Vermont is steps away from legalizing marijuana

Vermont is steps away from legalizing marijuana
Governor Phil Scott is expected to sign a bill that would make Vermont the first US state to legalize marijuana for recreational use through legislation, rather than a voter initiative. Scott indicated he had concerns about the bill but is “not opposed.”

The legislation was approved by a 79-66 vote on Wednesday and would eliminate penalties for adults 21 years and older, allowing them to possess one ounce or less of the drug beginning in 2018, according to WPTZ.

It also allows for adults 21 years and older to have up to two mature marijuana plants and four immature plants, according to the proposed measure.

However, public consumption and private sales would remain against the law.

The bill was identical to one passed by the Senate that also set up a commission to study the best way to regulate and tax marijuana.

It now on the desk of Republican Governor Phil Scott for consideration. His spokeswoman said he’s not philosophically opposed to legalizing marijuana but must be sure the bill answer certain public safety and health questions.

“He’ll review the bill when received to determine if those questions are addressed,” spokeswoman Rebecca Kelley said after the vote, according to AP.

The governor’s office is now reviewing the draft legislation which could take a few weeks.

Before passing the law, lawmakers engaged in an hour long debate on the issue.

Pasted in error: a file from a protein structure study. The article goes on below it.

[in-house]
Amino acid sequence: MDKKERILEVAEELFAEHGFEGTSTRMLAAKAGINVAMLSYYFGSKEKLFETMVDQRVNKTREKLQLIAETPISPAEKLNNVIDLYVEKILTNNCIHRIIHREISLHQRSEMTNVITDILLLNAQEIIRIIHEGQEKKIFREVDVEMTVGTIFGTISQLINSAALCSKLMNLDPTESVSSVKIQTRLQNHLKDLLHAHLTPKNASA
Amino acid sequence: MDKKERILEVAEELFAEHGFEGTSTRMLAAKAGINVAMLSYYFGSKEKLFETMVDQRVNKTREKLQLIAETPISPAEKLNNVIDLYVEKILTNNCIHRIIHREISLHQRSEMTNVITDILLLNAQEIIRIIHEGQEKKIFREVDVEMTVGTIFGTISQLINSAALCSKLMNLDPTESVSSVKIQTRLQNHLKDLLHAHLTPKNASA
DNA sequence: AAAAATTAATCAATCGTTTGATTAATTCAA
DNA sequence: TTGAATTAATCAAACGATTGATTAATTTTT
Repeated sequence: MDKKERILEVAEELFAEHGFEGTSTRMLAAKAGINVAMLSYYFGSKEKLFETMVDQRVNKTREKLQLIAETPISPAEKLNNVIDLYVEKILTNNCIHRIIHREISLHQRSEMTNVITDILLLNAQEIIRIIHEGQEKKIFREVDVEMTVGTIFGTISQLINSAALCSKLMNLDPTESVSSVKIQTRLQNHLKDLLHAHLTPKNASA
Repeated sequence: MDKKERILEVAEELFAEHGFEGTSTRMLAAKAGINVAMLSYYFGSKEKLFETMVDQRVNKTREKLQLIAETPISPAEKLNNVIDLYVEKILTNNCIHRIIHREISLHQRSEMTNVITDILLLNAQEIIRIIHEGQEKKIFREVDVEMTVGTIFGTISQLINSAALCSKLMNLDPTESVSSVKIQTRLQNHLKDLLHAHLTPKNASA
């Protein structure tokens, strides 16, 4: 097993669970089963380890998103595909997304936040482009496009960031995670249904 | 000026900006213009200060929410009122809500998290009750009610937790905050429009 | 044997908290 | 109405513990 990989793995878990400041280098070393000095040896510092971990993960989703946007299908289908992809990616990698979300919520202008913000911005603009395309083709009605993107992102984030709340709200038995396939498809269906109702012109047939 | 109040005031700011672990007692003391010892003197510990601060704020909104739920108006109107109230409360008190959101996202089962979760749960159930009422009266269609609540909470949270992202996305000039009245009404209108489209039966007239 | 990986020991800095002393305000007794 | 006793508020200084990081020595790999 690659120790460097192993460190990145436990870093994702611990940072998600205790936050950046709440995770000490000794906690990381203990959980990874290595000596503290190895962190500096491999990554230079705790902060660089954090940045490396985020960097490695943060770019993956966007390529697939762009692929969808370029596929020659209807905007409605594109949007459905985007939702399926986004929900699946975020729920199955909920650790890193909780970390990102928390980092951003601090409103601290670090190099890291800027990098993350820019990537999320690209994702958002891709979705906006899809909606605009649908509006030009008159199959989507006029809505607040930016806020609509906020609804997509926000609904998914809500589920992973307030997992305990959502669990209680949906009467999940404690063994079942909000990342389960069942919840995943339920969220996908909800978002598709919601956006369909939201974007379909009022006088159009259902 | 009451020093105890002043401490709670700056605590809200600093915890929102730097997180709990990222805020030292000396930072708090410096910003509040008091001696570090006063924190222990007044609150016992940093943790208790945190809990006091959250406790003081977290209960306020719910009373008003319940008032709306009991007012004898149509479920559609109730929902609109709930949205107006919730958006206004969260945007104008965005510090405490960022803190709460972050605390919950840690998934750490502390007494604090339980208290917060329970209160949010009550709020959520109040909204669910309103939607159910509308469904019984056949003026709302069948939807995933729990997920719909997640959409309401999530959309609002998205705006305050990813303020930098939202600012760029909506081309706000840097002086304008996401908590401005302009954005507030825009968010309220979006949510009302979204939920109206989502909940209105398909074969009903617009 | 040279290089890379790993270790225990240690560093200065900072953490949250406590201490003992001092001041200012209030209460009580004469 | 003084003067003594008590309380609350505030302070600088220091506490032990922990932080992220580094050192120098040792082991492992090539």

“This is voting for trouble. We’ve had a lot of problems, and this is only going to make it worse,” said Rep, Ben Joseph, (D-North Hero), according to AP.

Others who oppose the bill say the state already has a heroin crisis.

Three years ago, then governor Peter Shumlin devoted his entire State of the State address to the crisis, focusing attention and resources on the public health problem before it became a nationwide issue. Despite those efforts, the “crisis” is still claiming lives. Figures, obtained by Seven Days, show that 100 Vermonters died from fatal opiate overdoses in 2016.

Supporters argued that marijuana use in the state is already prevalent and passing the law could give the state a say in its regulation, eliminate the black market and possibly increase state revenue.

“I would contend it is irresponsible to not get a handle on this issue,” Rep. Susan Buckholz said.

The state legalized medical marijuana use in 2004. In 2013, former Governor Shumlin signed a bill that decriminalized marijuana possession of 1 ounce or less to a civil infraction.

Vermont lawmakers commissioned a Rand Corporation study in 2014, released in 2015, which showed the state could gain between $20 and $75 million a year in tax revenue. The study also noted the taxes could be vulnerable to either federal

interference or market competition if a neighboring state were to legalize the drug.
Eight states and the District of Columbia have legalized the recreational use of small amounts of marijuana.

The vote by Vermont lawmakers is the first to legalize the drug separate from a voter initiative.